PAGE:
- Alternative & Natural Medicine
Healing Waters: 5 Places to Find Mineral Springs and Hot Springs
Taking the Waters
In ancient times the term 'taking the waters' was commonly used. Water therapies were used not just to cleanse and rejuvenate, but to heal as well. This is still being done today.
The earliest civilizations used the waters as far back as 4,000 B.C. often for religious rituals and but also for healing. This included Egypt, Mesopotamia, China, India and Crete. During the 16th century Europe rediscovered the ancient Roman spa cultures in towns like Bath. I had the pleasure of visiting Bath with my cousin Bryan, where we were allowed to taste the water at the Baths. At that time it was a tourist destination.
Taking the waters was previously done in natural springs or at temple baths. In modern time taking to the waters is most often done at a local spa with the use of hot tubs, spa tubs - both may have jets or a whirlpool effect.
However, hot springs and mineral springs still exist here in the USA and are used for therapeutic purposes. These therapies have been shown to be beneficial for arthritis, skin disorders, stress related illnesses, relaxation and much more.
Below is a list of 5 mineral springs and hot springs, in the USA, beginning with the most famous one in Hot Springs, Arkansas.
1) Hot Springs, Hot Springs, Arkansas - Designated a national park in 1832, Hot Springs is known simply as Hot Springs in the town of the same name. For centuries, the First People on the continent used these 143 degree F thermal waters and enjoyed the benefits. Today, the town's hospital has therapists who make use of the 50 foot pool filled with thermal waters from Hot Springs National Park. It benefits people recovering from surgery, strokes, accidents and aids in the treatment of arthritis, fibromyalgia, osteoporosis and lupus. In Buckstaff, you will find the last remaining bath house where for about $50.00 you will receive a thermal whirlpool, soak, loofah rub and Swedish massage.
2) Riverbend Hot Springs, Truth or Consequences, New Mexico - A natural hot spring is beneath this desert town where water comes out of the ground anywhere from 102 degrees F to 115 degrees F. Located on the banks of the Rio Grande, the hot springs here are recommended for anyone who has osteoarthritis and rheumatoid arthritis. Private and public pools are available starting at $10. per hour.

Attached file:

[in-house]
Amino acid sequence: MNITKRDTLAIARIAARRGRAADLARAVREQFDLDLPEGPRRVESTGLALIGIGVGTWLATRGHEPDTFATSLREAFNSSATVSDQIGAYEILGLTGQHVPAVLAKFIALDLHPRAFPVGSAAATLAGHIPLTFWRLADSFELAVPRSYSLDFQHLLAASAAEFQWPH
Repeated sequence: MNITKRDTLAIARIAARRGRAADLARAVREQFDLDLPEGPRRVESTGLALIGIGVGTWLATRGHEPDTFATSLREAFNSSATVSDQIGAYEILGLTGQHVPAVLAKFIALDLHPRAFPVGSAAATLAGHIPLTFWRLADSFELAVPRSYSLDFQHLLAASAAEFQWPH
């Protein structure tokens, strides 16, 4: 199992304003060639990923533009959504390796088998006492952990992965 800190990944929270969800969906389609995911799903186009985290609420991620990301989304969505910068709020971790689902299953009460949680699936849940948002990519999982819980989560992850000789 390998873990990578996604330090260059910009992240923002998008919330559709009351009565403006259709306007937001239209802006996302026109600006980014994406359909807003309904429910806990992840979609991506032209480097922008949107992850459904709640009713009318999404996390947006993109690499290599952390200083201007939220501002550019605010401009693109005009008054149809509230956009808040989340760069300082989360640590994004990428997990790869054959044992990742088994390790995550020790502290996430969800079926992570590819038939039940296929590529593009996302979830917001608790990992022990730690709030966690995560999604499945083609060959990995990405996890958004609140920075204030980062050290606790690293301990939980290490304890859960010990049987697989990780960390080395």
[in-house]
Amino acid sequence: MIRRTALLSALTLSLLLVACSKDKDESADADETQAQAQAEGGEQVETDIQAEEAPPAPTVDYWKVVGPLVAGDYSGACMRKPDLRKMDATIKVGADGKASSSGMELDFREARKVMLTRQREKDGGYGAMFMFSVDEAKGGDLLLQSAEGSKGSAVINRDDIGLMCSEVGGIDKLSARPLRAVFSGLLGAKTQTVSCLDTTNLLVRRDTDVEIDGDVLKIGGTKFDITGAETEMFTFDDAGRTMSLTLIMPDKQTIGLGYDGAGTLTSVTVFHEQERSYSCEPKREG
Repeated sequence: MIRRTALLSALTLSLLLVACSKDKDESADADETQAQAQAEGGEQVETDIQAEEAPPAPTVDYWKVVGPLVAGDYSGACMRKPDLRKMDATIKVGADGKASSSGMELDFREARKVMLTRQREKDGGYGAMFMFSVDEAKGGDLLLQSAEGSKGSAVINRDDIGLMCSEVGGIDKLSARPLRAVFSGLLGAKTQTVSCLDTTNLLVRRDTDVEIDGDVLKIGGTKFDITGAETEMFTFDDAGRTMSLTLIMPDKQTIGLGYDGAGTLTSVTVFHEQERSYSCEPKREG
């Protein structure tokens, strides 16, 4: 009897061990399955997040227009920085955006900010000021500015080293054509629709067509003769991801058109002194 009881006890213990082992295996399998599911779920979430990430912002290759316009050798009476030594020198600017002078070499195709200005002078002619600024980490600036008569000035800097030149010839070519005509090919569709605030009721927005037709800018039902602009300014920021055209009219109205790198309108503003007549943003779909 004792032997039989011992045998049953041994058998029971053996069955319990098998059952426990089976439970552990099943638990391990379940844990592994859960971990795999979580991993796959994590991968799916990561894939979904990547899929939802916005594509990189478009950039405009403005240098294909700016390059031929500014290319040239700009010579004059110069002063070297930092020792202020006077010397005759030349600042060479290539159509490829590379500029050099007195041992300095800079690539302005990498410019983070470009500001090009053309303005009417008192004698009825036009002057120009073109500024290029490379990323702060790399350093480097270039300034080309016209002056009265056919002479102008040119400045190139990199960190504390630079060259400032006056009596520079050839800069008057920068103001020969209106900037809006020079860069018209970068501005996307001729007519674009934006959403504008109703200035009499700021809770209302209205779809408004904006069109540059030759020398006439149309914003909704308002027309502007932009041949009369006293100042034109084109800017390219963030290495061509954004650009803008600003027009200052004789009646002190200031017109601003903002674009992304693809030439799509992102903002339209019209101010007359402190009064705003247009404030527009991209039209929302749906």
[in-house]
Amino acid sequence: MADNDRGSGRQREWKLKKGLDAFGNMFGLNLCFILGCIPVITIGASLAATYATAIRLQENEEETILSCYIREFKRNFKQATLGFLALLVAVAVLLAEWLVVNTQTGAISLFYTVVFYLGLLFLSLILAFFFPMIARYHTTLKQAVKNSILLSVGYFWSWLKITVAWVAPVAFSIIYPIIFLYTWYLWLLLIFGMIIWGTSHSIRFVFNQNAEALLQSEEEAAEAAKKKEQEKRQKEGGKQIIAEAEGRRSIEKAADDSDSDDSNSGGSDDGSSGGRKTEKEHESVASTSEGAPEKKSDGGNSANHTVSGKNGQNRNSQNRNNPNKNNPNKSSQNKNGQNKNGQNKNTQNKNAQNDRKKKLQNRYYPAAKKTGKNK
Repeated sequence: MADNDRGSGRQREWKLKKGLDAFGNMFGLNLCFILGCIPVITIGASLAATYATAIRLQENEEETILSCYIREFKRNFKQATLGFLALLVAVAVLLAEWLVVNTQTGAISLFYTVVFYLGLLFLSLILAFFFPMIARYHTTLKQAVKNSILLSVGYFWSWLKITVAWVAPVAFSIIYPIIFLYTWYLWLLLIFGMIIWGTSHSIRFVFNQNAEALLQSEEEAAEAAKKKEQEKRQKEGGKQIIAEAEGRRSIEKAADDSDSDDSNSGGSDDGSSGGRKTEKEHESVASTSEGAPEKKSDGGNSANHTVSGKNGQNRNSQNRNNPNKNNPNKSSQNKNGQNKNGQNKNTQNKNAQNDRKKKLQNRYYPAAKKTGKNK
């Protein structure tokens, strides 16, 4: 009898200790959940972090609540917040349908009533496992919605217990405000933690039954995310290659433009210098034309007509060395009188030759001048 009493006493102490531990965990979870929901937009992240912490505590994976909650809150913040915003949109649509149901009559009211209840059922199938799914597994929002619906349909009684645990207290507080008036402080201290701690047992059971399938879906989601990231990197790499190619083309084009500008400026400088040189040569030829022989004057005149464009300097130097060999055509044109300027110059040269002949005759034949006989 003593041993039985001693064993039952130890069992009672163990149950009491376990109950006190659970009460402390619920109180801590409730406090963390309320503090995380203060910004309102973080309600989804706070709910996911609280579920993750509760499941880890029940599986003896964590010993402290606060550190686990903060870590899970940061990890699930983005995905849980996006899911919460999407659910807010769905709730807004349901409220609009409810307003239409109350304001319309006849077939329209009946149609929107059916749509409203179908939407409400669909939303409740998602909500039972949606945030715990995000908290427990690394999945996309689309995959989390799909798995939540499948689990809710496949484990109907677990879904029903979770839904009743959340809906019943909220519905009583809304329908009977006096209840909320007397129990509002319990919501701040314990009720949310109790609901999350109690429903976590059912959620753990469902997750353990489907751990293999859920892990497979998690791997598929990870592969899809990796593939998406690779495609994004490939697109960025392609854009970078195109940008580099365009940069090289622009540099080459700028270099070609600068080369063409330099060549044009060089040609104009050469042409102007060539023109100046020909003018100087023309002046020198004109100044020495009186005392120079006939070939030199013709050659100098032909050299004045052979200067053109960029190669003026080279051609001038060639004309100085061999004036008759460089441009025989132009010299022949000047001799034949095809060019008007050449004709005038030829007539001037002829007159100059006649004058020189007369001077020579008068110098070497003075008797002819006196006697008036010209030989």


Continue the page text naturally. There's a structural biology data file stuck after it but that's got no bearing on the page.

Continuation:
3) Warm Mineral Springs, Northport, Florida - The minerals here are so dense you can float. In fact the minerals are the densest of any known warm-water spring in the world, also having the highest healing mineral content (51 known minerals) in the USA. The mineral springs, which remain at a constant 87 degrees F, are recommended for anyone who has arthritis or other painful conditions. More than 9 million gallons of water per day, filled with minerals, circulates through the 1.4 acre, 230 foot deep sinkhole. A day pass is $20 for adults with special prices offered for students and children.
4) Pluto Mineral Springs, French Lick, Indiana - The springs here are sulfur-rich. As far back as the early 1900s daily trains would arrive here so visitors could use the springs. Two spa hotels are built around these springs--the French Lick Springs Hotel and the West Baden Springs Hotel--and at either you can soak in the mineral springs in the spa areas for $40. While the sulfurous smell can be strong, the springs are known to relieve stress, improve the skin and ease aches and pains. Other services are also available like body wraps, scrubs, facials, etc.
5) Crystal Hot Springs, Honeyville, Utah - These springs were known and used by the First People in this place that is now known as Crystal Hot Springs. At a site in the Wasach Mountains, a hot and cold spring both bubble up within 50 feet of each other--and is only one of two places in the world to have this feature. The springs are recommended for people who have arthritis as they help to reduce the inflammation and pain. A pass for two days can be purchased for $15.00.
For more information about alternative healing practices see the links below:
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